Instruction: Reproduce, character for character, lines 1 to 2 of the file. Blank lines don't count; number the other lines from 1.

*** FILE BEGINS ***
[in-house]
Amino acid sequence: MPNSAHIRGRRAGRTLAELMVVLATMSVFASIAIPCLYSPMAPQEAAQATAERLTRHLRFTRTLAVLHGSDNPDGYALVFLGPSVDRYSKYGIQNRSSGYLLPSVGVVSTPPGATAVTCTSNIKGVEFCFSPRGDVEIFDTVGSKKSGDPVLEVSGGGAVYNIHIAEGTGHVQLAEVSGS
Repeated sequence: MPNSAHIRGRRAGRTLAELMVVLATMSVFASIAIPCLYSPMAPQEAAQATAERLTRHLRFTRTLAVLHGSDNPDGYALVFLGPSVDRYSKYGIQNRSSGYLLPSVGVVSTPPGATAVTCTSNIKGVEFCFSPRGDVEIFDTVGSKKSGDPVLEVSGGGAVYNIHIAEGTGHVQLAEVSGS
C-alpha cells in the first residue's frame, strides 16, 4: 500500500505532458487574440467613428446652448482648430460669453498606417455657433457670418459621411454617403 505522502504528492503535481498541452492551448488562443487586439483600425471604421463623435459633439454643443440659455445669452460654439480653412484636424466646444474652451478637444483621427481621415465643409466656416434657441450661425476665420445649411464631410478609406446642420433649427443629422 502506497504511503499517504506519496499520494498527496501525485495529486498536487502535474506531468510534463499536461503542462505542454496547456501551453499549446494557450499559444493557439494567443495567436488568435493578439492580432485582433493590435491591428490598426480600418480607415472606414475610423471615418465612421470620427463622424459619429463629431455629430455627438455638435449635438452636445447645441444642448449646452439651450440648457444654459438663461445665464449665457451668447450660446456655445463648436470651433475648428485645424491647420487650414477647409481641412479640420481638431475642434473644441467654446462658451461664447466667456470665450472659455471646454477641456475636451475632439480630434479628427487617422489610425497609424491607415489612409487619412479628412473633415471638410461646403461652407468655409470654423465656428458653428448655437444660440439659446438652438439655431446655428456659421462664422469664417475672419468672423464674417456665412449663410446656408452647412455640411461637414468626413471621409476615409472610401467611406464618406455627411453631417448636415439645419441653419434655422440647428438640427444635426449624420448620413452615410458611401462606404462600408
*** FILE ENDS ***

[in-house]
Amino acid sequence: MPNSAHIRGRRAGRTLAELMVVLATMSVFASIAIPCLYSPMAPQEAAQATAERLTRHLRFTRTLAVLHGSDNPDGYALVFLGPSVDRYSKYGIQNRSSGYLLPSVGVVSTPPGATAVTCTSNIKGVEFCFSPRGDVEIFDTVGSKKSGDPVLEVSGGGAVYNIHIAEGTGHVQLAEVSGS